Towns and villages

These are the towns and villages in each district:

Agatsuma District
Kanra District

Kitagunma District
Ōra District
Sawa District

Tano District
Tone District


Because Gunma is situated in inland Japan, the difference in temperature in the summer compared to the winter is large, and there is less precipitation. This is because of the kara-kaze (“empty wind”), a strong, dry wind which occurs in the winter when the snow falls on the coasts of Niigata. The wind carrying clouds with snow are obstructed by the Echigo Mountains, and it also snows there, although the high peaks do not let the wind go past them. For this reason, the wind changes into the kara-kaze.

Climate in Maebashi
Average yearly precipitation: 1,163 mm (approx. 45.8in)
Average yearly temperature: 14.2 degrees Celsius (approx. 57.6 degrees Fahrenheit)


Gunma’s modern industries include transport equipment and electrical equipment, concentrated around Maebashi and the eastern region nearest Tokyo. More traditional industries include sericulture and agriculture. Gunma’s major agricultural products include cabbages and konjacs. Gunma produces 90% of Japan’s konjacs, and two-thirds of the farms in the village of Tsumagoi are cabbage farms. Also, the city of Ōta is famous for car industry, notably the Subaru factory.


There is a local dialect, known in Japanese as ‘gunma-ben’ or ‘jōshū-ben’. Gunma has a traditional card game called Jomo Karuta (上毛かるた).

Melody Roads

As of 2018, Gunma is home to eleven of Japan’s over thirty Melody Roads. 2,559 grooves cut into a 175-meter stretch of the road surface in transmit a tactile vibration through the wheels into the car body.[5][6][7] The roads can be found in Katashina, Minakami, Takayama, Kanna, Ueno, Kusatsu, Tsumagoi, Nakanojo, Takasaki, Midori, and Maebashi. Each is of a differing length and plays a different song. Naganohara also used to be home to a Melody Road playing “Aj, lučka lučka siroka”, though the road in question was paved over in 2013 due to noise complaints.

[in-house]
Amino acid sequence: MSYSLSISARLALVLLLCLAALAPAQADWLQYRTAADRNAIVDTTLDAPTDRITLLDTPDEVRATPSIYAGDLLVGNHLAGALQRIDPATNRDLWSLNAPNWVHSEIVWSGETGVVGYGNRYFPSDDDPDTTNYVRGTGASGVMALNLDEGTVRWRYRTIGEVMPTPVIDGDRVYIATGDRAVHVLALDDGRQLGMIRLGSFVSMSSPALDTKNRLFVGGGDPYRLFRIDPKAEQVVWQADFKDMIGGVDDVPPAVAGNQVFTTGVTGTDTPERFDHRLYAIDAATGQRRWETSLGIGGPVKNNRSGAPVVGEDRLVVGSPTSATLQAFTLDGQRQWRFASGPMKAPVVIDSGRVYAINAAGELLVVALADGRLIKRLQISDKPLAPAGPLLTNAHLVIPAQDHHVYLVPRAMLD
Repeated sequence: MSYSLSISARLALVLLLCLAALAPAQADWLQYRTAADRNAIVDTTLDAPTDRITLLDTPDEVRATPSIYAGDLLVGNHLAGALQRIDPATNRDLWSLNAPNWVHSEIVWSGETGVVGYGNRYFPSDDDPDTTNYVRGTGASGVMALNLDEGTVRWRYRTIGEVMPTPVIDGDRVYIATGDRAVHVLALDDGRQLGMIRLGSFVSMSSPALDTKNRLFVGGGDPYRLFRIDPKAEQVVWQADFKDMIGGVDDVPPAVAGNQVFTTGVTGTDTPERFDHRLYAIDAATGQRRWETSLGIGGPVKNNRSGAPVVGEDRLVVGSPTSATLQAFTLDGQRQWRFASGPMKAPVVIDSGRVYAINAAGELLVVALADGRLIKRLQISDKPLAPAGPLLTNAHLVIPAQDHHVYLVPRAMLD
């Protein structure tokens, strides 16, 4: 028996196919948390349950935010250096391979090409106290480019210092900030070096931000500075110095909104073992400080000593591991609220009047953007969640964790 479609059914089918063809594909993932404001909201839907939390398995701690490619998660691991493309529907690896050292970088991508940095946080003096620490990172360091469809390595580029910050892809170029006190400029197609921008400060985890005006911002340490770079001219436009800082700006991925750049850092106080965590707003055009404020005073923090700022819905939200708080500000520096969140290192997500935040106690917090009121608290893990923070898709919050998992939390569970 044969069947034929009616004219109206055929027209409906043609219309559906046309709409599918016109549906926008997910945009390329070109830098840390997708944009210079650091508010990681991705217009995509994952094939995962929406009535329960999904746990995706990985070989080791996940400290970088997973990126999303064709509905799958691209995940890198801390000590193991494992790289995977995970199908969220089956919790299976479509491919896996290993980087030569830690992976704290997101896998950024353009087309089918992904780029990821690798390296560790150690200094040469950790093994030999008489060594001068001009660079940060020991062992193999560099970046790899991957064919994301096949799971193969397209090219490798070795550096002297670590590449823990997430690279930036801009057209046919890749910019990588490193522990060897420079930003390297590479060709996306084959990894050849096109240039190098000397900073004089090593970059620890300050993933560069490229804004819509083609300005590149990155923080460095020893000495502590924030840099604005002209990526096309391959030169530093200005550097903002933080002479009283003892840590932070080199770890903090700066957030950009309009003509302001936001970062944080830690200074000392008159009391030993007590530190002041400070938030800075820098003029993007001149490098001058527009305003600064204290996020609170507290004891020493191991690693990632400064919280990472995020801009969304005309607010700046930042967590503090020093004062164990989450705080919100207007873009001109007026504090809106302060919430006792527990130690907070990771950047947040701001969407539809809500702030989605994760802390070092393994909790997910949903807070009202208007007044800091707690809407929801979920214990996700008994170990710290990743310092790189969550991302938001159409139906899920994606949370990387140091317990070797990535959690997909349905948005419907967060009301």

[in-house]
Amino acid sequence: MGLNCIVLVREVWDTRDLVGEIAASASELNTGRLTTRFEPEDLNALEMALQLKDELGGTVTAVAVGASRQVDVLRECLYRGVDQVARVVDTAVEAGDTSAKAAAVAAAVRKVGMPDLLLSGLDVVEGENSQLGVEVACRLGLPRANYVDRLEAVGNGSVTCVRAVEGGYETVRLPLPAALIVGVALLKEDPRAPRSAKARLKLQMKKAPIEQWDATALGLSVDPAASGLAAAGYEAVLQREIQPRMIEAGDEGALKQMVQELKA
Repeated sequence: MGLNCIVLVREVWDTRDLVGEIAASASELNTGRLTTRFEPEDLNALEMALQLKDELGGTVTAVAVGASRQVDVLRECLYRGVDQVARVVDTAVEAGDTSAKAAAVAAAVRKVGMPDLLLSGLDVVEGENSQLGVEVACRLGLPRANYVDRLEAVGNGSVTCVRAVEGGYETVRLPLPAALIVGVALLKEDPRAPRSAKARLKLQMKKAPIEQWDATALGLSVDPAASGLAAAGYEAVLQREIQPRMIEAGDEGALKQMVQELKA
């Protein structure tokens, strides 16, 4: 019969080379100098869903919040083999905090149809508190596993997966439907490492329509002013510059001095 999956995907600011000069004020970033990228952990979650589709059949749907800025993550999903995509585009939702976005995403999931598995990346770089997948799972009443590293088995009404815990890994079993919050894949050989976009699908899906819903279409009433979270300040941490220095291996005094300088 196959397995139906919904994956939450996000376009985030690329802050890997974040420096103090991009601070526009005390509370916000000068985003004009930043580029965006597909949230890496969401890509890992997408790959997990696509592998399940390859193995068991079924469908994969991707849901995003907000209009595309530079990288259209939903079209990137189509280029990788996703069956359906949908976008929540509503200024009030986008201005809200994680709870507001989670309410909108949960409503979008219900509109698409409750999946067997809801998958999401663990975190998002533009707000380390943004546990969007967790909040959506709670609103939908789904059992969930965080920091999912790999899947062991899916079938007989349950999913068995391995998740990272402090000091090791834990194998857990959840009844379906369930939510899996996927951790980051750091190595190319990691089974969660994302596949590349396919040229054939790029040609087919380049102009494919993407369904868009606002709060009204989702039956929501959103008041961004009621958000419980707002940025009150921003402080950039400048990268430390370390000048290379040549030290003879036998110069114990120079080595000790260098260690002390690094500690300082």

Kusatsu – “Kusatsu-Bushi”
Takayama – “When You Wish Upon a Star”
Tsumagoi – “Oh My Darling Clementine”
Nakanojo – “Always With Me” (Japanese title: いつも何度でも, itsumo nando demo) from Spirited Away when driven at 40 km/h
Katashina – “Memories of Summer” when driven over at 50 km/h




Jobu University – Isesaki Campus
Tokyo University of Social Welfare – Isesaki Campus


Gunma University
Maebashi Institute of Technology


Kiryu University


Kanto Gakuen University


Takasaki City University of Economics
Takasaki University of Commerce
Takasaki University of Health and Welfare